“When I’m told to focus on sensations of my breath, I feel like there is a noose wrapped around my neck, getting tighter and tighter as I keep paying attention.”
This comment comes from a brilliant young autistic woman who was told by her doctor that mindfulness would be good for her anxiety. She said it did the opposite: Mindfulness worsened her anxiety. In fact, it was a very negative experience that left her feeling like a failure.
It’s never anyone’s fault when mindfulness doesn’t work for them. They were just not taught mindfulness in an accessible, inclusive way that considers any unique needs.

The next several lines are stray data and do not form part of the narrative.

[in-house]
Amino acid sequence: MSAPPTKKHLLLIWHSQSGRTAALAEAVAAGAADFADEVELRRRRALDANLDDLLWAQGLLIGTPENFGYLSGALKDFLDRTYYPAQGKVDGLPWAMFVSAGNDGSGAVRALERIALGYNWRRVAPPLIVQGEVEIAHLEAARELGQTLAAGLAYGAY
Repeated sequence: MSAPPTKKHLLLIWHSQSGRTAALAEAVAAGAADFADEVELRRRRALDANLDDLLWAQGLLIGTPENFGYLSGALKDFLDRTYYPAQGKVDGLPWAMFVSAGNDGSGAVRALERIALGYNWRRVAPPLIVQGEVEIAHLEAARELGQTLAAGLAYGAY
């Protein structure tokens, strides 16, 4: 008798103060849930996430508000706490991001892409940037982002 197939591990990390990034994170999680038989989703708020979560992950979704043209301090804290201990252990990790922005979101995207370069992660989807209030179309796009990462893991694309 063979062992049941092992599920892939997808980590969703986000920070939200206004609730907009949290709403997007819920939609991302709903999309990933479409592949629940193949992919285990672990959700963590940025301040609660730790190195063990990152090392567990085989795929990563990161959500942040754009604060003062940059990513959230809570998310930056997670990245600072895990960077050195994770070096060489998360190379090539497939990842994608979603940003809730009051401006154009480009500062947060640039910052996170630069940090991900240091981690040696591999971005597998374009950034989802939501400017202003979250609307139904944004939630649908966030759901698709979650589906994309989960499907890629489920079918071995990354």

Unfortunately, I hear things like this often. I am part of a mindfulness research program at the Azrieli Adult Neurodevelopmental Centre at the Centre for Addiction and Mental Health (CAMH) in Toronto, where in the course of the research, a large number of neurodiverse people have told me they are mindfulness “drop-outs.” In neurodiverse communities, people report having a range of sensory experiences that can produce different, and often adverse responses to common mindfulness techniques such as the body scan, breath practices, and loving-kindness. People with neurodevelopmental disabilities such as autism,…